理科関係のブログのリンク集にもなっています。 Let’s make a battery with familiar stuff!
I am Hideyuki Miura. I come from Iwate Prefecture in Japan. Iwate is in the Tohoku region and is located near a latitude of 40 degrees north. It is very cold now, and we have much snow. This is the symbol of Iwate, Mt. Iwate-san. Winter sports such as skiing are also popular in Iwate. Chuson-ji Temple in the historic site Hiraizumi will be designated a World Heritage site. This is a Konjiki-dou in Chuson-ji Temple. The temple is entirely covered with gold. I hope all of you have an opportunity to visit this historic site that is rich in beauty and nature.
I am an elementary school teacher. I will introduce an experiment to help primary schoolchildren understand the structure of a battery.
In Japan, students study the structure of batteries for the first time in a junior high school. Children are familiar with batteries but seldom understand the battery structure. I think that it is very important to know the battery structure because children gain awareness of energy problems by understanding the battery structure. Therefore, I think they need to learn about the battery structure even in elementary school.
I will now introduce an experiment that was conducted for children in the Young Astronauts Club in Japan. It is an experiment in which the children make a battery from familiar stuff.
As everyone knows, Galvani discovered the principle of the battery when he observed that frog legs connected to two different metals contracted; he subsequently developed a portable electroscope. Galvani thought that the muscle of the legs generated electricity. Volta, however, thought that two kinds of metal caused the electricity. This led to the voltaic cell, which was the model of today’s battery.
I usually talk about the history of the voltaic cell, and then show children this experiment.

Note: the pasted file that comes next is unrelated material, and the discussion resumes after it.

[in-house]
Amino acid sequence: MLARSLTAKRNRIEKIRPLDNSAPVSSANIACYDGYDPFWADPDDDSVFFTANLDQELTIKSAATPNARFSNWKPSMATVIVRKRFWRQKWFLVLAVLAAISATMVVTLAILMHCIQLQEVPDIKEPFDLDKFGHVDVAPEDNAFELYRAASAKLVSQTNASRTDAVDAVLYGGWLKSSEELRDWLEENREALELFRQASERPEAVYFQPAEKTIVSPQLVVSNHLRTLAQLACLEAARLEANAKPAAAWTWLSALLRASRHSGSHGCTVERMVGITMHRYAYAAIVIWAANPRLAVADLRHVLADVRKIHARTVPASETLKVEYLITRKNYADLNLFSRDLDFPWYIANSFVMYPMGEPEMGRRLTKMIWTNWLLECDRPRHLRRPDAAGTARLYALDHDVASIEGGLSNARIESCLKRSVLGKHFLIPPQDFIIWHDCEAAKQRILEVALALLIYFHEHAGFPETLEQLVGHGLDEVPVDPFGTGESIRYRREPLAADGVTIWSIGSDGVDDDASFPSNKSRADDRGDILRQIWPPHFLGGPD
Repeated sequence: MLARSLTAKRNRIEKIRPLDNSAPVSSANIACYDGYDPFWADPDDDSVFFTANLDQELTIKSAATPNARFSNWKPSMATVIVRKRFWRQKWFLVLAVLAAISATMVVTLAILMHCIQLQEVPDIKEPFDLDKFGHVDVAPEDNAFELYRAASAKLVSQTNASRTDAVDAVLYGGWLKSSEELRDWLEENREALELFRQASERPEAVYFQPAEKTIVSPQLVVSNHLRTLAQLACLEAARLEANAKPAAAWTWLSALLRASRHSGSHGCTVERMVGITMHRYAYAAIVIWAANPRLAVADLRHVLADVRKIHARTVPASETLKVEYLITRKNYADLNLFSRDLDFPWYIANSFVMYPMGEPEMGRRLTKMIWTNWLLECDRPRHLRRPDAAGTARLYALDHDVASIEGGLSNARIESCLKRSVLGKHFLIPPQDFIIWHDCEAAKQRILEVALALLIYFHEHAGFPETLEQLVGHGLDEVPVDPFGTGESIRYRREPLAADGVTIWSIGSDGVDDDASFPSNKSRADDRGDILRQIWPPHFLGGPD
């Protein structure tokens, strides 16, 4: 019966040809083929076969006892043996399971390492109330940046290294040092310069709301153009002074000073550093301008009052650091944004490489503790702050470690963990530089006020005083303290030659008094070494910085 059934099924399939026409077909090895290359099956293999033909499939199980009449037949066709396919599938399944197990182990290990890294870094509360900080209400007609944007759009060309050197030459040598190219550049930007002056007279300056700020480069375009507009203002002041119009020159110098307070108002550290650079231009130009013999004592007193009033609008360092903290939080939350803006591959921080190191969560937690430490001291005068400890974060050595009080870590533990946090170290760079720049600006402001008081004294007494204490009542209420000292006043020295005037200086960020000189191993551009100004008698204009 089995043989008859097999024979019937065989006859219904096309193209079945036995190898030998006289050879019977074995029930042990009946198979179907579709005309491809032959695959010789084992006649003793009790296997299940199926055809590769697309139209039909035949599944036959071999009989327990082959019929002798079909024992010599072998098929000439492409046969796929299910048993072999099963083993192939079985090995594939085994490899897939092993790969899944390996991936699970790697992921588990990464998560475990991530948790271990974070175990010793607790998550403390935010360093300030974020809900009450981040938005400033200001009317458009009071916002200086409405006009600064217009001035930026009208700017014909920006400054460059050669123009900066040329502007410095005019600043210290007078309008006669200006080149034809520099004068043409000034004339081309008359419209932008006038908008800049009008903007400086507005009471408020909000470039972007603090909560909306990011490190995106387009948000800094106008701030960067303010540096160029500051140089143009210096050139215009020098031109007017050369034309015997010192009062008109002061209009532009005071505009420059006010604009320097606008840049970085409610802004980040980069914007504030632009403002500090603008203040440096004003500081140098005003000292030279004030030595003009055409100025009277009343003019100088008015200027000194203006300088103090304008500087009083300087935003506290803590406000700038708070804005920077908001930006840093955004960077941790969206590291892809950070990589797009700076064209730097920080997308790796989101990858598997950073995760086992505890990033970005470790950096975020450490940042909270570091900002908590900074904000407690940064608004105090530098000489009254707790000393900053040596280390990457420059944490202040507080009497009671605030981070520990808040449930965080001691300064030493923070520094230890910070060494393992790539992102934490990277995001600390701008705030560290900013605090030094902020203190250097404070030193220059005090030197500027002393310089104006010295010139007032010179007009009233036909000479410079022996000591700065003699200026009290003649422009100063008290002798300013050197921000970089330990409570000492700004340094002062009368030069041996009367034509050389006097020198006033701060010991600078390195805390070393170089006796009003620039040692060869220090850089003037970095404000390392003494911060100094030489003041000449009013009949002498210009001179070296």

First, we put a copper strip and a zinc plate in a beaker of water. We then connect an ammeter and a melody I.C. to the two metallic electrodes. You will see that a very small electric current flows even in water. Volta succeeded in making a battery from two different metals and an electrolyte. It is said that Volta used sulfuric acid as an electrolyte, but I use citric acid today. Please add citric acid to the water little by little.
Please make a circuit like this photograph. And please switch to this scale of the ammeter.
Zinc is ionized and starts to melt because of the citric acid. The electrons begin to move, and an electric current flows. This shows that any electrolyte will cause electric current to flow, not just sulfuric acid.
Therefore I introduce the idea that even fruits and vegetables can become batteries. Making a battery is a popular experiment. Let’s start with a lemon battery, and then let’s try many other fruits and vegetables.
Honestly, this is my first time to visit the US, and I didn’t know what fruits and vegetables were available. I’m not sure if it works with these stuff, but let’s try.
The thing which I prepared is ,○○,★★,△△. Please insert a copper sheet and a zinc plate in the vegetables and fruits, and please check whether an electric current is generated.
I tested it, and it took about 5 minutes.
Are you finished? What vegetables or fruits caused stronger currents? As a result of the experiment, I think that you understood acidic materials tend to cause electricity. This experiment helps children understand what materials can generate electric currents.
Finally, let’s make a battery using coins. Here I have some Japanese coins, a 10-yen coin made of copper and a one-yen coin made of the aluminum. I put these coins alternately between a filter paper. I will use salt solution as an electrolyte. A battery can be also made like this. I call it a 55-yen battery. Let’s make it together and check whether electric current flows.
At first please connect a holder to the circuit. And next, put a 10 yen coin in the holder. Then, put a sheet of paper with salt solution on the coin, and finally, put a 1 yen coin on the paper. Please put the 10-yen coin, the paper, and the 1-yen coin alternately five times.
Please make them like this illustration.
Even familiar things can be used to make a battery with large electric currents as we demonstrated today, providing children a new viewpoint.
For example, a battery system is essential for a spacecraft now, and children will be interested in the space development through this experiment.
Furthermore, I hope that more children become interested in the energy problem through such experiments as we conducted.
Finally, I have a small gift for you: Japanese coins, two 10-yen coins and two one-yen coins. Please try to make a 22-yen battery.
I hope that this experiment is useful for you, and you will try it in your class. Thank you very much for your kind attention.
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